Two years ago I wrote an anti-ANZAC piece for Junkee. Here’s a coda of sorts.
Two years ago Junkee published a piece I wrote on the legacies of ANZAC. Although Junkee reposted it, my timeline was blissfully free of Anzackery this year. Perhaps it bombasitcally burned itself out during the centenary of 1914, and, just like in 1918, everyone is just exhausted now.
Two years on, I’ve noticed a few subtle signs that the anti-ANZAC sentiment is maturing, and the backlash from conservatives is losing steam.
The first signs that the debate is shifting was this list of Aboriginal massacres that a friend shared on Facebook. Another friend later shared a Guardian piece from July last year that contained a map of massacre sites. It’s markedly different, and I think more useful, than the attempt in 2017 to commemorate “Black Diggers” — that is, to try and stake out space in the positive narrative of soldier-citizenship for Aboriginal men. Instead of trying to make black men unthreatening by dressing them up in the trappings of the loyal citizen-soldier, the listing of black massacres tries to capitalise on the white appetite for sympathetic suffering on April 25th. When better to mark Aboriginal lives lost during the violent colonisation of the continent that on a day where we’re all told constantly not to forget the impacts of war?
It works well because settler colonialism is in part a practice of deliberate forgetting, summed up in the legal fiction of “Terra Nullius”. We’re ultimately not too far removed from Keith Windschuttle’s claim that this history was “fabricated”. These assumptions inform a political climate where a powerful conservative commentator can ask a researcher of the Stolen Generation to “name ten” Aboriginal people separated from their families as part of refusing his claim. If I can’t remember them, he’s saying, they can’t have suffered too much.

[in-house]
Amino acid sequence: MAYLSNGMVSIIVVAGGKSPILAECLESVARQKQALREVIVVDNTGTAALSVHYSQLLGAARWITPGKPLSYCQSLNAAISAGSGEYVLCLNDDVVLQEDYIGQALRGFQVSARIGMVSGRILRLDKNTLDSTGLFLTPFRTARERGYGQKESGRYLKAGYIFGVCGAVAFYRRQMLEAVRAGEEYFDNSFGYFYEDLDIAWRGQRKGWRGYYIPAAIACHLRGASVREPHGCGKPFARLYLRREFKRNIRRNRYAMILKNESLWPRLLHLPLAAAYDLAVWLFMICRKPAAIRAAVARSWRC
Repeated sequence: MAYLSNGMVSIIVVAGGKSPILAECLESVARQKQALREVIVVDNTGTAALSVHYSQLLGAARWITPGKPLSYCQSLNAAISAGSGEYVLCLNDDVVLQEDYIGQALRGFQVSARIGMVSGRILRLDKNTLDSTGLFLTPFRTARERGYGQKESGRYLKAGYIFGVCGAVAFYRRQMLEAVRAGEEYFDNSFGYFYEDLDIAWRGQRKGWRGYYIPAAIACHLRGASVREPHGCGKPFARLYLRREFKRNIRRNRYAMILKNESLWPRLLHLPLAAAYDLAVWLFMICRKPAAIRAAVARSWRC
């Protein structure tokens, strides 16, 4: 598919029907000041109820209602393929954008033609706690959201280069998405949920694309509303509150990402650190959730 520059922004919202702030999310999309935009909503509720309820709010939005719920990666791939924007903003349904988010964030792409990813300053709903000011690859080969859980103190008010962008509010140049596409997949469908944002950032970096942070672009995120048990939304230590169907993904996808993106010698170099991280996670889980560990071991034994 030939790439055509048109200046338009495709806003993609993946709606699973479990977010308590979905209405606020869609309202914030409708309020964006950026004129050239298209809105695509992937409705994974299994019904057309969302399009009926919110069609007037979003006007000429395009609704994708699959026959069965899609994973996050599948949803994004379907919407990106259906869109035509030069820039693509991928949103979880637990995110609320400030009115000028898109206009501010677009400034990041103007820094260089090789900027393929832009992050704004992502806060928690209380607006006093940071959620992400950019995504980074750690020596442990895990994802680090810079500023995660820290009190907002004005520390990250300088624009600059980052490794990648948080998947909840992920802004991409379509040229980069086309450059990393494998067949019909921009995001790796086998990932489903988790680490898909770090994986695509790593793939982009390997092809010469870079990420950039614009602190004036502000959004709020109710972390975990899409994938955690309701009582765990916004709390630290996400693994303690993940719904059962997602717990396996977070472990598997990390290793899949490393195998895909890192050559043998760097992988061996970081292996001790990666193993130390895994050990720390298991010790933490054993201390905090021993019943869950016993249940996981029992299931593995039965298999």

In a strange coincidence, another friend posted a link today to a story about the first ever lynching memorial that will shortly open in Montgomery, Alabama. Based on the Berlin Holocaust Memorial, it’s about recognising a campaign of white supremacist violence perpetrated by US citizens on their most marginalised neighbours. According to the article, the sheer number of lynchings where the victim remains unidentified — forgotten — is “harrowing”. Given some citizens of Montgomery were still defying pressure to remove a statue of General Robert E. Lee in July 2017, and that the city still has a high school named for the Confederate hero, it seems all the more fitting that the lynching memorial will open there.
This sort of monument owes much to #BlackLivesMatter. But both the lynching memorial and efforts to remember masscres of Indigenous people argue that black deaths matter, too. By insisting on the memorialisation of settler colonialism on ANZAC Day, or the acknowledgement of slavery and its consequences in the Confederate South, the authors of these memories and monuments are marking out previously ungrievable lives as grievable, and pointing out the unequal distribution of suffering that has made white people comfortable for many, many centuries.
Making white soldiers — the perpetrators and beneficiaries of violence on non-white bodies — into its victims instead helps to short-circuit historical inquiry, and foreclose empathy with the real victims of white violence. To erect a counter-monument is to not only bring other suffering to light, it’s to expose the continued mythologisation of white suffering from the past as trite and chauvinist.